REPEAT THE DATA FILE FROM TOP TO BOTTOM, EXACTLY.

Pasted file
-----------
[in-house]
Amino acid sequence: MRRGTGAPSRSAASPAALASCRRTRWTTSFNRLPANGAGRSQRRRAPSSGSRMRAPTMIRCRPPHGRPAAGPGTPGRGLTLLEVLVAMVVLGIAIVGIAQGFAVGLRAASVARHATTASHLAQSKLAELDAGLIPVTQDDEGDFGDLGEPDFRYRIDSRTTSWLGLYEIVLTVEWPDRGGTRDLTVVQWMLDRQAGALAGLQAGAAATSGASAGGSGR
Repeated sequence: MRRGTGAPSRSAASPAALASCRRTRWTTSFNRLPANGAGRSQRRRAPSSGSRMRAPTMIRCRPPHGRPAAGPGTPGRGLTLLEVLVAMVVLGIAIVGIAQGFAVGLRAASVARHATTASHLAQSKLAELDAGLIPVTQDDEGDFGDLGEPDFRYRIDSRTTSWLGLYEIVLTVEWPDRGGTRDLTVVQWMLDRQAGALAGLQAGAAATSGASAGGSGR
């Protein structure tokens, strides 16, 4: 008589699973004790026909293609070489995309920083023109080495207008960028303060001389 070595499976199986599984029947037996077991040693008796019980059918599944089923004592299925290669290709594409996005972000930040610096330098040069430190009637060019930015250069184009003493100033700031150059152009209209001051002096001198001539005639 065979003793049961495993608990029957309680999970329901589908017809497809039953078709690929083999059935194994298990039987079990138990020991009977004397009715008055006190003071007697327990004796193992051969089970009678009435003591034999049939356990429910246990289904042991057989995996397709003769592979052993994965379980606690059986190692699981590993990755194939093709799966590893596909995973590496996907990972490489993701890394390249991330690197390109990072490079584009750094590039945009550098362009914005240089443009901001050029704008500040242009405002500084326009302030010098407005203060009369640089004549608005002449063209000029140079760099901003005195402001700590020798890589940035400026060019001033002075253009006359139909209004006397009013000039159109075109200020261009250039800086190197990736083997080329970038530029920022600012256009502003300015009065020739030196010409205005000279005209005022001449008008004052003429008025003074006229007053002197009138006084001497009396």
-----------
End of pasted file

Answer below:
[in-house]
Amino acid sequence: MRRGTGAPSRSAASPAALASCRRTRWTTSFNRLPANGAGRSQRRRAPSSGSRMRAPTMIRCRPPHGRPAAGPGTPGRGLTLLEVLVAMVVLGIAIVGIAQGFAVGLRAASVARHATTASHLAQSKLAELDAGLIPVTQDDEGDFGDLGEPDFRYRIDSRTTSWLGLYEIVLTVEWPDRGGTRDLTVVQWMLDRQAGALAGLQAGAAATSGASAGGSGR
Repeated sequence: MRRGTGAPSRSAASPAALASCRRTRWTTSFNRLPANGAGRSQRRRAPSSGSRMRAPTMIRCRPPHGRPAAGPGTPGRGLTLLEVLVAMVVLGIAIVGIAQGFAVGLRAASVARHATTASHLAQSKLAELDAGLIPVTQDDEGDFGDLGEPDFRYRIDSRTTSWLGLYEIVLTVEWPDRGGTRDLTVVQWMLDRQAGALAGLQAGAAATSGASAGGSGR
């Protein structure tokens, strides 16, 4: 008589699973004790026909293609070489995309920083023109080495207008960028303060001389 070595499976199986599984029947037996077991040693008796019980059918599944089923004592299925290669290709594409996005972000930040610096330098040069430190009637060019930015250069184009003493100033700031150059152009209209001051002096001198001539005639 065979003793049961495993608990029957309680999970329901589908017809497809039953078709690929083999059935194994298990039987079990138990020991009977004397009715008055006190003071007697327990004796193992051969089970009678009435003591034999049939356990429910246990289904042991057989995996397709003769592979052993994965379980606690059986190692699981590993990755194939093709799966590893596909995973590496996907990972490489993701890394390249991330690197390109990072490079584009750094590039945009550098362009914005240089443009901001050029704008500040242009405002500084326009302030010098407005203060009369640089004549608005002449063209000029140079760099901003005195402001700590020798890589940035400026060019001033002075253009006359139909209004006397009013000039159109075109200020261009250039800086190197990736083997080329970038530029920022600012256009502003300015009065020739030196010409205005000279005209005022001449008008004052003429008025003074006229007053002197009138006084001497009396």